Winifred Bryan Horner argues that an understanding of the changes that occurred in the content of nineteenth-century courses in logic, rhetoric, and belles lettres taught in Scottish universities provides important critical insight into the development of the twentieth-century American composition course, as well as courses in English literature and critical theory.
Because of the inaccessibility of primary materials documenting the changes in courses taught at Scottish universities, the impression remains that the nineteenth century represents a break with the traditional school curriculum rather than a logical transition to a new focus of study. Horner has discovered that the notes of students who attended these classes—meticulously transcribed records of the lectures that professors dictated in lieu of printed texts—provide reliable documentation of the content of courses taught during the period. Using these records, Horner traces the evolution of current traditional composition, developed in the United States in the first part of the twentieth century, from courses taught in nineteenth-century, northern Scottish universities. She locates the beginning of courses in English literature and belletristic composition in the southern schools, particularly Edinburgh.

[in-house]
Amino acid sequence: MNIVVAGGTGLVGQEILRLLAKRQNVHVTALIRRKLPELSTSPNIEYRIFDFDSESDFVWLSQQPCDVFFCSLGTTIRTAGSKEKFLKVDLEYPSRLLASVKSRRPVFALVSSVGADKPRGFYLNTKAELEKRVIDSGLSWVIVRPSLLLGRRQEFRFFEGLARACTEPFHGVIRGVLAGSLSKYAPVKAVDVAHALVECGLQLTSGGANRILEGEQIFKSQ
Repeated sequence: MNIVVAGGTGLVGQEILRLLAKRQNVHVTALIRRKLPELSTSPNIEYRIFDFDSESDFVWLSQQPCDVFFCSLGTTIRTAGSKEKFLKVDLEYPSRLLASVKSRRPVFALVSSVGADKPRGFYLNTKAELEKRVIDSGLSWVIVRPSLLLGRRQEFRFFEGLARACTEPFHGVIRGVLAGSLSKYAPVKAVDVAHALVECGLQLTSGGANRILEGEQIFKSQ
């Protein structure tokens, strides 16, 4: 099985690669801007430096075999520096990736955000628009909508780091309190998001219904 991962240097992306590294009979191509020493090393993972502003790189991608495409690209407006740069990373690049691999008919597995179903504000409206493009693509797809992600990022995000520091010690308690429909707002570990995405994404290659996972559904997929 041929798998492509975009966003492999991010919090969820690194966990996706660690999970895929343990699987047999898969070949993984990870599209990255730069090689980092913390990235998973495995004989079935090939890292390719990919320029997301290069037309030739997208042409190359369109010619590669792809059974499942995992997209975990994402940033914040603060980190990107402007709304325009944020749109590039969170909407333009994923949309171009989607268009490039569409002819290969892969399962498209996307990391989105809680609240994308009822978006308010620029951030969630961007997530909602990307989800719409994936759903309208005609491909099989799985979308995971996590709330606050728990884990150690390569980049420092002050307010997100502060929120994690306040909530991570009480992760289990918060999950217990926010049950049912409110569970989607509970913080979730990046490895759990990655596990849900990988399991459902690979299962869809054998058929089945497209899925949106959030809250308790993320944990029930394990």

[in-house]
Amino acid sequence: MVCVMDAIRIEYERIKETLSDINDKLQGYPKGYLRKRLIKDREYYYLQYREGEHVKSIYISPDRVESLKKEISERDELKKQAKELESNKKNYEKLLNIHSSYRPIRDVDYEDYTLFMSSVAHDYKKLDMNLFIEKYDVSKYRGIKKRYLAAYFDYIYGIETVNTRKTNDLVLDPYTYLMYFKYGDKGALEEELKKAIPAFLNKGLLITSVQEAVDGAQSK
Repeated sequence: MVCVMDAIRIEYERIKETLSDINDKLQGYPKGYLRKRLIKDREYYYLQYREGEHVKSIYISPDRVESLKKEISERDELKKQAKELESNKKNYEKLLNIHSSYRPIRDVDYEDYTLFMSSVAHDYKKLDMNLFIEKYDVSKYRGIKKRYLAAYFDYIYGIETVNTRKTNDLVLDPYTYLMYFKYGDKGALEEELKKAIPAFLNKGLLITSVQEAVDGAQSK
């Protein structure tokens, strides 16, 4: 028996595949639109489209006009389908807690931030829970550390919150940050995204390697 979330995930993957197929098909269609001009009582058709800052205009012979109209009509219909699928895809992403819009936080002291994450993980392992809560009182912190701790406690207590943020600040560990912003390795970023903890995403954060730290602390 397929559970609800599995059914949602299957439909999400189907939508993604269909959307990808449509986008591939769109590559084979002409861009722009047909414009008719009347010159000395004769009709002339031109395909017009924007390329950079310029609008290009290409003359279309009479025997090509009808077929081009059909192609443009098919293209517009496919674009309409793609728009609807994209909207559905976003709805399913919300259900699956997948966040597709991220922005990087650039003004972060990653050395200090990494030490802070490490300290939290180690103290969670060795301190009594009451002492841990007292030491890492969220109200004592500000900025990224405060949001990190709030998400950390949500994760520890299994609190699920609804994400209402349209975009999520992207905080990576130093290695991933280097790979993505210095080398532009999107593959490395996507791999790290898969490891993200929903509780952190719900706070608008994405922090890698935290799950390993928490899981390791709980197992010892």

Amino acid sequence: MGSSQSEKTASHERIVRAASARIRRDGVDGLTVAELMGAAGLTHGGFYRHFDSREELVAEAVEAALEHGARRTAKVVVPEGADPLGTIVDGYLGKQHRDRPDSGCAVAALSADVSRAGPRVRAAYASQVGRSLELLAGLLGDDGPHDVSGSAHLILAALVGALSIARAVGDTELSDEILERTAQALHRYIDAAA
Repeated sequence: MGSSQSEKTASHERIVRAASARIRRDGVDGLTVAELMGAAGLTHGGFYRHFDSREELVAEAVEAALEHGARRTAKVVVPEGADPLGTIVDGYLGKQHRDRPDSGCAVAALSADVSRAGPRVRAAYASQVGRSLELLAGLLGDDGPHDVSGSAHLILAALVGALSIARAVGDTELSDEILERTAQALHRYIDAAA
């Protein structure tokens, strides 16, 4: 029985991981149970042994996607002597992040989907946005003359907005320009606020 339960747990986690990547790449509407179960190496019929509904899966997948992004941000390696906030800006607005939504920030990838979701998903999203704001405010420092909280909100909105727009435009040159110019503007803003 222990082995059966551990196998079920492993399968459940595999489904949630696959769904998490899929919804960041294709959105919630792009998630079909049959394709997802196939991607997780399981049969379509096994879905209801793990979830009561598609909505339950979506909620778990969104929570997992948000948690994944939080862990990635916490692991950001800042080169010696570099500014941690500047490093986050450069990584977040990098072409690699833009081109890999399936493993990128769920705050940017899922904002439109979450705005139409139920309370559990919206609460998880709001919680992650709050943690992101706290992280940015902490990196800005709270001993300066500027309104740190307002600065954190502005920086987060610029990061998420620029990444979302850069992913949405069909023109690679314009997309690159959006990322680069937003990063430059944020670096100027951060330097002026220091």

Horner’s study opens new vistas for the study of the evolution of university curricula, especially the never before acknowledged influence of belletristric rhetoric on the development of the North American composition course.